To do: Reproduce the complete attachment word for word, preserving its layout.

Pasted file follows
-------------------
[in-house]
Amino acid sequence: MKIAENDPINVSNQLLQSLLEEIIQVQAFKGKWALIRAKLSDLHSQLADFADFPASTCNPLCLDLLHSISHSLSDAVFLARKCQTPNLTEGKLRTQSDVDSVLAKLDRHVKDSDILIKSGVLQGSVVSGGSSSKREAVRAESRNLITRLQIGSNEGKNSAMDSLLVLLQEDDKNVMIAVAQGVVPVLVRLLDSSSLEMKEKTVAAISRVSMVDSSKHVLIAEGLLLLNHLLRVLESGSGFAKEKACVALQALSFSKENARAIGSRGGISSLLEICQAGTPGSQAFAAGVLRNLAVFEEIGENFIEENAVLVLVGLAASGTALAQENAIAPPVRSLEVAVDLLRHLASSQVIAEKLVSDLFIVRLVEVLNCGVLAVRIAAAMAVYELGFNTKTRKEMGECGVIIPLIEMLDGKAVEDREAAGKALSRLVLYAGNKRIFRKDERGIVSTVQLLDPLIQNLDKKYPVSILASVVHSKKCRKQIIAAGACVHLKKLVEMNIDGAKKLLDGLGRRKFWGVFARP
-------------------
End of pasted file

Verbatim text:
[in-house]
Amino acid sequence: MKIAENDPINVSNQLLQSLLEEIIQVQAFKGKWALIRAKLSDLHSQLADFADFPASTCNPLCLDLLHSISHSLSDAVFLARKCQTPNLTEGKLRTQSDVDSVLAKLDRHVKDSDILIKSGVLQGSVVSGGSSSKREAVRAESRNLITRLQIGSNEGKNSAMDSLLVLLQEDDKNVMIAVAQGVVPVLVRLLDSSSLEMKEKTVAAISRVSMVDSSKHVLIAEGLLLLNHLLRVLESGSGFAKEKACVALQALSFSKENARAIGSRGGISSLLEICQAGTPGSQAFAAGVLRNLAVFEEIGENFIEENAVLVLVGLAASGTALAQENAIAPPVRSLEVAVDLLRHLASSQVIAEKLVSDLFIVRLVEVLNCGVLAVRIAAAMAVYELGFNTKTRKEMGECGVIIPLIEMLDGKAVEDREAAGKALSRLVLYAGNKRIFRKDERGIVSTVQLLDPLIQNLDKKYPVSILASVVHSKKCRKQIIAAGACVHLKKLVEMNIDGAKKLLDGLGRRKFWGVFARP